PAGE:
- When Thorin cures himself of his Dragon Sickness (a problem in and of itself, I think), the dwarves use a giant bell to knock out the stones they spent all day and night fitting together like puzzle pieces. All of these stones magically fall across the moat to form a perfectly flat bridge for them to charge across. *facepalm*
- Thorin and Dain meeting in the middle of the battlefield, with really bad odds, and taking the time to hug as if they were inviting each other into their home for a pint. *doublefacepalm*
- Bard, a non-magical, non-thousands-of-years-old, non-elf, rescues his family in spectacular fashion by launching himself from an unsteady wooden cart (that's cruising over large chunks of rubble) and stabbing the beast while he's flying at X velocity through the air. And survives with nary a scratch.
I think that the outrageous finesse of the heroes might be what spoiled the film for me. There was nothing clever about it. The orcs weren't bested because of their arrogance or because they valued numbers over strategy; they were actually exceedingly well-prepared. It just so happens that the Eagles showed up and took out their magnificent secret battalion, which was mightily ignored and taken for granted; an ex deus machina if there ever was one. It's the heroes I was disappointed in. Poor planning, poor execution, poor diplomacy. I'm still not exactly sure why the elves and men didn't just leave the dwarves to die at the beginning, seeing as the odds were so terrible and there was no official alliance.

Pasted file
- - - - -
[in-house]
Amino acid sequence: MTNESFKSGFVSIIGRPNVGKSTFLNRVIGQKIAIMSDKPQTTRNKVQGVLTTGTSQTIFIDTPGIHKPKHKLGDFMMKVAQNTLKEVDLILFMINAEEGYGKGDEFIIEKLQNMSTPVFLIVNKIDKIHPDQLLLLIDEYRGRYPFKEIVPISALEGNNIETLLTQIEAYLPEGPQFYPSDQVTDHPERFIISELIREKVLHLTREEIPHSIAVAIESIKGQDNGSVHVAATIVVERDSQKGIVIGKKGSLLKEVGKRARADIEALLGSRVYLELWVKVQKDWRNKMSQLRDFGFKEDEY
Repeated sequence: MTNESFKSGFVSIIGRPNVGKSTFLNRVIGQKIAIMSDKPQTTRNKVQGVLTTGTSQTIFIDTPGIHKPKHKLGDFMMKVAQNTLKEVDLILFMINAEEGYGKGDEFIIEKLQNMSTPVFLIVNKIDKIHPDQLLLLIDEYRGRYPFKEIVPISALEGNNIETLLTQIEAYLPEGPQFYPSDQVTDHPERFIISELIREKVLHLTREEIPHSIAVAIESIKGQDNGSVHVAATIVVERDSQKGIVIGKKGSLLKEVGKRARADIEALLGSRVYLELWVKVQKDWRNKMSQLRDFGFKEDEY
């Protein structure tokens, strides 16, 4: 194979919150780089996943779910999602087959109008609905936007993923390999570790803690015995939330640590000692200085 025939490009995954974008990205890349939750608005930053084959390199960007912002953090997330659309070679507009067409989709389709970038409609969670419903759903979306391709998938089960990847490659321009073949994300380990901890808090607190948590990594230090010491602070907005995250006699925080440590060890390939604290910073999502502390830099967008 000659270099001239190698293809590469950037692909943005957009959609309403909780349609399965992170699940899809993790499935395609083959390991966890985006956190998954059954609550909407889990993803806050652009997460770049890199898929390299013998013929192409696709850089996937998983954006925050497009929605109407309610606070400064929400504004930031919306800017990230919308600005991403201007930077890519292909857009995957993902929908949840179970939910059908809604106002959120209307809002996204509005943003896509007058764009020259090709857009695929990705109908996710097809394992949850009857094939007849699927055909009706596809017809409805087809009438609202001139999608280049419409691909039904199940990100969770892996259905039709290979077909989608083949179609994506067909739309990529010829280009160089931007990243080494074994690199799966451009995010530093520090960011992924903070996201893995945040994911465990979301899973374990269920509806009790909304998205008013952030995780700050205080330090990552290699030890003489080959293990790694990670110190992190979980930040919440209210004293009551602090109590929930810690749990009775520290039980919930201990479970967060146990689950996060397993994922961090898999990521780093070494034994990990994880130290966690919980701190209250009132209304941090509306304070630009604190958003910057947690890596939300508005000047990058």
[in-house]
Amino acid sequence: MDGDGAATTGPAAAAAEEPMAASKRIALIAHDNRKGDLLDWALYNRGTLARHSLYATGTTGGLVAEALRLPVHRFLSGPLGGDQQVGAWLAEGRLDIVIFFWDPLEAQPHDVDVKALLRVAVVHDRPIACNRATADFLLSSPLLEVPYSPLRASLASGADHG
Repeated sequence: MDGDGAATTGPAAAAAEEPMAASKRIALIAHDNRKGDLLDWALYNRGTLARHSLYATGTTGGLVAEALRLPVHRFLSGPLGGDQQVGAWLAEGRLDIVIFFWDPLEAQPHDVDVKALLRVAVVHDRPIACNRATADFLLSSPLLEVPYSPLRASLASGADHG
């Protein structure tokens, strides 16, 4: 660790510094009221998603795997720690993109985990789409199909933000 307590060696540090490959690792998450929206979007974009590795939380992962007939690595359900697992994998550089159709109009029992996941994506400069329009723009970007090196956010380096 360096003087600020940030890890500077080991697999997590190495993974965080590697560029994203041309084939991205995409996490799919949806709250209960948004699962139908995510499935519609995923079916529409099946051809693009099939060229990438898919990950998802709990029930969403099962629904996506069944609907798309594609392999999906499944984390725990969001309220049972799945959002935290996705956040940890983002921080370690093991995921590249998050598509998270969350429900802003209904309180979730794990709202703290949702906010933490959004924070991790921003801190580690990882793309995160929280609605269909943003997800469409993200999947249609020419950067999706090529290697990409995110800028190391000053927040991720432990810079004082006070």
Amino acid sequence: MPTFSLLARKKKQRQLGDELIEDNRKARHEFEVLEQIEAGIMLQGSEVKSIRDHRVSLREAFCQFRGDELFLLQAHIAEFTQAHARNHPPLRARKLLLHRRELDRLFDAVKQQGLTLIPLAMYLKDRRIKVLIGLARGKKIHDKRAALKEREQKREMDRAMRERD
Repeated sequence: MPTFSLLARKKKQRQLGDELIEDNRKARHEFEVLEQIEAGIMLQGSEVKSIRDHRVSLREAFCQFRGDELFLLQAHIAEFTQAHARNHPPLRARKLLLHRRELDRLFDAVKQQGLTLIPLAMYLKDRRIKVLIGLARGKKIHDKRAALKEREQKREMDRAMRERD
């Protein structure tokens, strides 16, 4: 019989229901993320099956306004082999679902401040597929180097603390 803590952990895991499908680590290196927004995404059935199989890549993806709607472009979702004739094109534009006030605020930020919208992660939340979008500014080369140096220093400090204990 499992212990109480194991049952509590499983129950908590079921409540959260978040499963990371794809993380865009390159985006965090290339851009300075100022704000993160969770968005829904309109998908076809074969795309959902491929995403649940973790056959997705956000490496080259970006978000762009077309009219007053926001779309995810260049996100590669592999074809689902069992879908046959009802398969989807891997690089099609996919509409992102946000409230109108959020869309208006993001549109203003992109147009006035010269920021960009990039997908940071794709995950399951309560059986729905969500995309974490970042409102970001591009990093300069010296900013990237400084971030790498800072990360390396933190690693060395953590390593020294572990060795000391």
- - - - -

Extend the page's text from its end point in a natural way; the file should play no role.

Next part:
Apart from these crazy shenanigans, there wasn't a whole lot of character development; most of that was already established in the second film (the best of the three in my opinion). Tauriel and Kili were still attracted to each other, Legolas still pined after Tauriel, Thorin was corrupted and restored to his old self, Bilbo kept his bravery, Gandalf was Gandalf, and the dwarves hardly spoke at all.
The timing was also wonky. The dragon battle was surprisingly short and simple. The Necromancer battle was even more surprisingly short and simple. The Battle of the Five Armies was strangely interlaced with long drawn out scenes of Thorin's madness, short clips of battles, mini-battles, and duels, lots of slow-mo, and and lots of long pauses where a hero is spared from certain doom because the orcs are dumbstruck by an unexpected addition to the fray.
THE BEST OF THE BEST
All that being said, there were a few moments I really enjoyed.